Russell Hoban R.I.P

I woke this morning to hear news of the death of Russell Hoban at the age of 86. He was a unique writer, someone whose work I treasured, and I feel sad to think that I will never now have the chance to meet him in person.

The first book of his I read – by chance almost – was his 2002 novel The Bat Tattoo, and not since picking up Jonathan Carroll’s The Land of Laughs a couple of years earlier was I so immediately captured by a particular writer’s sensibility and vision.

He was an American who ‘got’ London, who loved the place and loved to write about it. Passing over the more obvious temptations towards ‘gritty urban reality’, he rather viewed our gloriously sprawling metropolis as a place without boundaries, a cathedral of the imagination. That he did this whilst remaining true to its earthly geography makes his achievement all the more magical. How many times, walking the route of one of his books, did I wriggle with delight to find that each street corner, each church, each shopfront was actually there? I’ve lost count. Russell Hoban first won recognition for Riddley Walker, but it will always be his later, London novels I love most dearly, that will continue to offer me inspiration and – remarkably often – an alternative insight into my own feelings.

His knowledge of music too was something I cherished. The classical recordings he talks about – in My Tango With Barbara Strozzi (my favourite), in Her Name Was Lola and everywhere elsewhere – were always actual CDs, their offerings evoked with the passionate enthusiasm of the true connoisseur. He never patronised his readers, he never name-dropped for effect or for the sake of it. He simply loved music, and wanted to talk about it. His closeness to the German language through his wife Gundel was another aspect of this, and yet one more reason I felt close to him.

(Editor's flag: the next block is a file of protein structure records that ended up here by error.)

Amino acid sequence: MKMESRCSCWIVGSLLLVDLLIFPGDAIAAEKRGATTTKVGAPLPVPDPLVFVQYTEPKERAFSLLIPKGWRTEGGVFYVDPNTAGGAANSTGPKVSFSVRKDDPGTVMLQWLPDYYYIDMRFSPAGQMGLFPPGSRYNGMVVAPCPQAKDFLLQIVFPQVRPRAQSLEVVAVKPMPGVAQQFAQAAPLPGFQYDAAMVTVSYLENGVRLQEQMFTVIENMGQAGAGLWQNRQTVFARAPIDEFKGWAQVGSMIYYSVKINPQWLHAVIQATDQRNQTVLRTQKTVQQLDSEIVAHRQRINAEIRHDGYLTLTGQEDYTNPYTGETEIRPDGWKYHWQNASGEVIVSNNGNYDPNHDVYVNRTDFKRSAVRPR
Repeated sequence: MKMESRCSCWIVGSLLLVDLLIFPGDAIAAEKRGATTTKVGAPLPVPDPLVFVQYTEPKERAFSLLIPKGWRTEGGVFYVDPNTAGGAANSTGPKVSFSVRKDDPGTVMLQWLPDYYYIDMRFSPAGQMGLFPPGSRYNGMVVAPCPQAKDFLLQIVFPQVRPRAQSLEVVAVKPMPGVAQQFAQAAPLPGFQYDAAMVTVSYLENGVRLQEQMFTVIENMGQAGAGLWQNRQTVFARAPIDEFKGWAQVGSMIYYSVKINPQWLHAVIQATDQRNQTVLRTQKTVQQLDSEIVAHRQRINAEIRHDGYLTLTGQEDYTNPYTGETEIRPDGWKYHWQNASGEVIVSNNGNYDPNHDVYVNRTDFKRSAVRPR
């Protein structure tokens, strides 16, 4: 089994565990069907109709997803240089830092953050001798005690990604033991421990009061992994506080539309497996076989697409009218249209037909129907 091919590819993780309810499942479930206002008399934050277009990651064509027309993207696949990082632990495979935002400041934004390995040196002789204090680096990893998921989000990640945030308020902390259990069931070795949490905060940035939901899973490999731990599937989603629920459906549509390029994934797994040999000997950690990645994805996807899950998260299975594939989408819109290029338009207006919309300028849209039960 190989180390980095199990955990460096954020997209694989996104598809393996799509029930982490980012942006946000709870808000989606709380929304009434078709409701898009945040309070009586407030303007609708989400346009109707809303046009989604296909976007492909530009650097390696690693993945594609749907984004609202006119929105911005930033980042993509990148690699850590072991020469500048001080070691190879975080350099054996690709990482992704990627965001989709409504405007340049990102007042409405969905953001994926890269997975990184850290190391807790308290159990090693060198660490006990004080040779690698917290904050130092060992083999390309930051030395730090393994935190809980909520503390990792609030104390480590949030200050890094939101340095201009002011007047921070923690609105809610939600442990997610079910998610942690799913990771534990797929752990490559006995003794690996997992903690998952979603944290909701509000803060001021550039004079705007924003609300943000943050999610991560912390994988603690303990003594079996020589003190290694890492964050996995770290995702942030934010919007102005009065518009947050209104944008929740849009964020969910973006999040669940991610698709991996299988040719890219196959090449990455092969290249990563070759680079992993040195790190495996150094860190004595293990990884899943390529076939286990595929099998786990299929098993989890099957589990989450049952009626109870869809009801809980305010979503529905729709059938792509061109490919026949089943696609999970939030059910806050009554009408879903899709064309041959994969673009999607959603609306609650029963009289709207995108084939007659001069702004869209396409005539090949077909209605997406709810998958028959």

Typically, he was not half so well known as he should have been within the literary establishment. He was one of those uncomfortable writers who defy definition, who was fearless and singular and utterly sincere. He paid the price for it.

While caught up in the world of The Bat Tattoo I found myself compelled to go and visit the Claudes in the National Gallery, The Embarkation of St Ursula in particular, so richly and lovingly described in that novel.  Hoban writes about art with the same conviction as he writes about music, and I’ve had a reproduction of the painting in my work room ever since. For me, it will always be his sign, and I will continue to think of him each time I look at it.

Anyone who’s in the area this morning should grab themselves a bite to eat in Gabi’s deli on Charing Cross Road and celebrate the life and work of this most singular artist. I wish I was in London today.